EPC’s for rented properties were introduced from October 2008. With a life-span of 10-years, this means that they are beginning to run out.
The first and most important thing to understand is that, unlike a gas safety record, there is no need to get a new EPC simply because the current one expires. The law defines when an EPC is needed and one is needed when a property is put on the market for sale or letting.
With an existing letting, as the property is not being marketed, no EPC is required. This even applies if you are arranging a renewal to the existing tenant. The logic behind this is that the EPC gives a standard assessment of the energy consumption of the property whereas the tenant who is living there knows exactly what the energy costs are as they are paying the bills!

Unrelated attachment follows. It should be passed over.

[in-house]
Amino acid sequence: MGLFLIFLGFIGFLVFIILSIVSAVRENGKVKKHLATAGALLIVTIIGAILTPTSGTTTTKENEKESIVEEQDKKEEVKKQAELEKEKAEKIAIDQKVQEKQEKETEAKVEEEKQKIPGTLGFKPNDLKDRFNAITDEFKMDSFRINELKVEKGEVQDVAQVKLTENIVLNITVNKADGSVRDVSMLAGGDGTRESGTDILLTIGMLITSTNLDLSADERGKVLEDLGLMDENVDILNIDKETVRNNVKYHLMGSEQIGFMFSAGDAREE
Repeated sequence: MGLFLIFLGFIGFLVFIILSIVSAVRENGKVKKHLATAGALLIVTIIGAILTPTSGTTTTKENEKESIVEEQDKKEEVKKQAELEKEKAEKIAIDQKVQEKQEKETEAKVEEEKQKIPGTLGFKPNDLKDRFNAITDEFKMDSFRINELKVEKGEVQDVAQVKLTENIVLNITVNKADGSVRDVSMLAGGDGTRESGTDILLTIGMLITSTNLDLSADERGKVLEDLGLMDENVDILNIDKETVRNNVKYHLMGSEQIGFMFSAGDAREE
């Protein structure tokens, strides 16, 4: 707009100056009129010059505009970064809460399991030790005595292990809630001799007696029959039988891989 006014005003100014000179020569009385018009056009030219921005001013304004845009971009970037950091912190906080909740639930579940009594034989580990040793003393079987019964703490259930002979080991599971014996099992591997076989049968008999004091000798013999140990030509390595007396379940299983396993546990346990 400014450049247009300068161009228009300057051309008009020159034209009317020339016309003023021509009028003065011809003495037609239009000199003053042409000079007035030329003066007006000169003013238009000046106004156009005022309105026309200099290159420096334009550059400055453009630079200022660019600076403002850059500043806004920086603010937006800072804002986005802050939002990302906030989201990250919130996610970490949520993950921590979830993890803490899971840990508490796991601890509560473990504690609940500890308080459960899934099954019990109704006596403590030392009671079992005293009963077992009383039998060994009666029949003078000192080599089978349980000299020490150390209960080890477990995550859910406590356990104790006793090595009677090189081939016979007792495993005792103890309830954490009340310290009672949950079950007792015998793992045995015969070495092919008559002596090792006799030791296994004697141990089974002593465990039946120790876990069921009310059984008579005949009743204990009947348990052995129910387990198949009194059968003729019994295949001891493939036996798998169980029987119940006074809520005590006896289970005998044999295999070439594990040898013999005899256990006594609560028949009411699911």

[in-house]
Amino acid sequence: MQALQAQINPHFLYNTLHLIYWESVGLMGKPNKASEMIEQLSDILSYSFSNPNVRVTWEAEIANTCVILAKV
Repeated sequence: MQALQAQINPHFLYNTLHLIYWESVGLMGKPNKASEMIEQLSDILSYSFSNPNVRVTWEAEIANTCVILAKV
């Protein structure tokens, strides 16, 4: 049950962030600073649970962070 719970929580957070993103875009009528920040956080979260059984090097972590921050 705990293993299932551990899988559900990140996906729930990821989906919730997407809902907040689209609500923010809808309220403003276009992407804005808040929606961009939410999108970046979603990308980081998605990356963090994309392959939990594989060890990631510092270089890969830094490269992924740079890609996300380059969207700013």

Therefore, the first time a renewal EPC will typically be needed will be when the tenant gives notice and the property is to be advertised for sale or a new rental.
The rule about the EPC running out also affects the Minimum Energy Efficiency Standard (MEES) which is based on the requirement to ensure properties reach at least band E or an exemption is registered. If the property is not legally required to have an EPC (even if one was produced over 10-years ago), then MEES will not apply until the property is required to have an EPC.